Fraser, Children’s Theatre collaborate on gentler plays

Fraser {seo}

When a character yells or thunder booms or lights flash in a Children’s Theatre Company (CTC) production, most kids are happy to be part of the chaos. But for children with sensory issues, including many with autism, those kinds of sounds and lights can be jarring and upsetting, and may prevent them from enjoying the show.

Luckily for those children and their families, CTC has for the last two years worked with Fraser to put together a sensory-friendly performance for each of its productions. “Organizing these special performances is so worthwhile,” says CTC education program associate and sensory friendly liaison Madeline Geier. “We’ve had wonderful feedback from families, many of whom are for the first time able to attend our shows with their entire family.”

The process starts with Madeline attending a show and developing a minute-by-minute sensory guide and social narrative. Then Fraser lead sensory therapist Gina Gibson attends a performance, such as Dr. Seuss’s How The Grinch Stole Christmas! She notes aspects of the show that could prove challenging to children with autism (as well as sensory processing issues, PTSD, anxiety, etc.) such as high volume, unexpected flashes of light, or extremely emotional scenes. Next Gibson meets with Geier and other CTC staff to discuss how to alter the show while ensuring that its essential character remains consistent. Together they also produce a social narrative and sensory guide, which are sent to schools as well as anyone who buys tickets to the special performance.

The “attitude of the performance” is another key part of its being sensory friendly, says Gibson. “Everyone is welcome at the show, and the actors know that audience members might be moving or talking more than usual—and that’s okay.”  Gibson does an hour-long training with all CTC staff—ushers, concession workers, lighting, sound and production crew—who will work the day of the sensory-friendly performance. As for the actors, says Geier, “They’re game! And they’re happy to adjust their performances as needed.”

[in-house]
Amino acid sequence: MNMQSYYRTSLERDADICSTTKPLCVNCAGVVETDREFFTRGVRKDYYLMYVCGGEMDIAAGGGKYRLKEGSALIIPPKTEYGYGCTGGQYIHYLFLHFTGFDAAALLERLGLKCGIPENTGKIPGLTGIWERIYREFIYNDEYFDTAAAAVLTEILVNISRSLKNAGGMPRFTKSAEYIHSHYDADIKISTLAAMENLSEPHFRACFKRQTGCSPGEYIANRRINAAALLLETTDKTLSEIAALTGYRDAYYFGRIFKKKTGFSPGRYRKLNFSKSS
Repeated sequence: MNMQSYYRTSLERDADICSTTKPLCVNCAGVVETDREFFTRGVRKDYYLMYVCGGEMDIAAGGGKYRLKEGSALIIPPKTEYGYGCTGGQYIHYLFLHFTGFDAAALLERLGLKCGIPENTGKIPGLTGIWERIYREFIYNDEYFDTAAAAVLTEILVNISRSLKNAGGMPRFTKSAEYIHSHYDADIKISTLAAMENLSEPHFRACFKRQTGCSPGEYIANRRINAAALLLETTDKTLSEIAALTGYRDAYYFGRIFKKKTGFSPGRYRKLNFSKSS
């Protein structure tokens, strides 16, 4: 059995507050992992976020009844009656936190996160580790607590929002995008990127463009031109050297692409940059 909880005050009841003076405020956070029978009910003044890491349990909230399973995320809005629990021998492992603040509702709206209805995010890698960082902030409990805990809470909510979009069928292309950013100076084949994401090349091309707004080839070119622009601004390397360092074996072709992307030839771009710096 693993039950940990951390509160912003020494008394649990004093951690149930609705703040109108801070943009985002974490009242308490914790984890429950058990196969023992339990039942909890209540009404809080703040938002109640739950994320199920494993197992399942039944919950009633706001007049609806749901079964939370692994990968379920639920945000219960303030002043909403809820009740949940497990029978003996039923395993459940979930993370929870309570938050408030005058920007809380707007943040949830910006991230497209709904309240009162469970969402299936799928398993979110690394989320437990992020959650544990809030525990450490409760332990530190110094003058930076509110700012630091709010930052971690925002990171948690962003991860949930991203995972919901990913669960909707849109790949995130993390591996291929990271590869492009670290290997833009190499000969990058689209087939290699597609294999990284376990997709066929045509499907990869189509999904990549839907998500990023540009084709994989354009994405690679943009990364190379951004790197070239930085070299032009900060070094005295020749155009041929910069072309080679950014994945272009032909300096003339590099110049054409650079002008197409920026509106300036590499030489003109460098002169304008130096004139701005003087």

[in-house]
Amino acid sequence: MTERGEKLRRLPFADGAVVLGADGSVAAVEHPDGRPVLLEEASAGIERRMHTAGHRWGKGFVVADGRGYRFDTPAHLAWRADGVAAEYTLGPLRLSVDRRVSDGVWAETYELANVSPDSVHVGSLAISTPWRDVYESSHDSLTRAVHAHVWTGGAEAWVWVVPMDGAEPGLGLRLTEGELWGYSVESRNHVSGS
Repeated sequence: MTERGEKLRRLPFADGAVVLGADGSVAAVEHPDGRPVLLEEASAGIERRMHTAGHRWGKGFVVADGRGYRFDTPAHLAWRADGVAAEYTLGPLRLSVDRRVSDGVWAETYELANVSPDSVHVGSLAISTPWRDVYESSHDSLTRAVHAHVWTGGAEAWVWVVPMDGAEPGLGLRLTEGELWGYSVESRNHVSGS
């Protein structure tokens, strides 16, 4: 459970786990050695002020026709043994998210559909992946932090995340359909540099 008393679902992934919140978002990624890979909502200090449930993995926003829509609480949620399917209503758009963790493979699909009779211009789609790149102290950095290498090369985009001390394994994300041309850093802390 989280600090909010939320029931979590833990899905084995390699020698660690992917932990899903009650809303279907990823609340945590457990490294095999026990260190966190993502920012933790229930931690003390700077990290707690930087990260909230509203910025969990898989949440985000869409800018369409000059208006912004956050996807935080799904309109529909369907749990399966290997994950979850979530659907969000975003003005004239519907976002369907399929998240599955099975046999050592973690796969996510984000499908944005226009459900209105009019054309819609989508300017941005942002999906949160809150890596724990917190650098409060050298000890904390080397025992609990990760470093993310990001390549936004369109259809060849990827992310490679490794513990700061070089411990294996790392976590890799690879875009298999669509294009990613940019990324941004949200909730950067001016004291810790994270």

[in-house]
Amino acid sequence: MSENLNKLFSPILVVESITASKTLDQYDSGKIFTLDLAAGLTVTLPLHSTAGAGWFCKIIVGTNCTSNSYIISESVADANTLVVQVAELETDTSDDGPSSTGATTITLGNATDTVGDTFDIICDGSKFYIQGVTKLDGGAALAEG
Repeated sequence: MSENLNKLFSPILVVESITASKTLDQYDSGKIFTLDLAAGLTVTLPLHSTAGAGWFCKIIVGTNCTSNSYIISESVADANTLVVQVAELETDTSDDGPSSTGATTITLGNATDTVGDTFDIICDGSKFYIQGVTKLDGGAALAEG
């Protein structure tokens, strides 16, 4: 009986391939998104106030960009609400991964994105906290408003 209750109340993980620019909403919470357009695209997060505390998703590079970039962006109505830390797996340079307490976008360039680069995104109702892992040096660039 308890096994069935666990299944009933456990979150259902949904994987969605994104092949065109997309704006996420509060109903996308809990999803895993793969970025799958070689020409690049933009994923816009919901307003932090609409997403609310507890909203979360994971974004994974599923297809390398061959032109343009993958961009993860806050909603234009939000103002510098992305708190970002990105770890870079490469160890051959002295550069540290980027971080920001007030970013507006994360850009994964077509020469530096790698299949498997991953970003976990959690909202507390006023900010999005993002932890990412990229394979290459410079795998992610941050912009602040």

Quiet spaces are also available around the theater as are Fraser therapist with their backpacks full of sensory supplies such as earplugs, headphones, fidget toys and snacks.

Both Geier and Gibson credit U.S. Bank with getting the ball rolling on this project. “They’re the financial partner that makes it all possible,” says Gibson.

And U.S. Bank staff are pleased with how the partnership has turned out, says Kenna Poppler, vice president of Twin Cities community relations at U.S. Bank. “It’s been fantastic!” she continues. “This has really helped make theater more inclusive in our community—more accessible and enjoyable for everyone, regardless of their needs. Diversity and inclusion are important to U.S. Bank and to our partners, Fraser and CTC.”

“CTC has been offering sensory-friendly performances since 2014,” says Geier. “We are so grateful for the contribution from U.S. Bank and the partnership with Fraser because it has really strengthened those performances and made our productions more accessible to more families in the community.”



Photo courtesy of CTC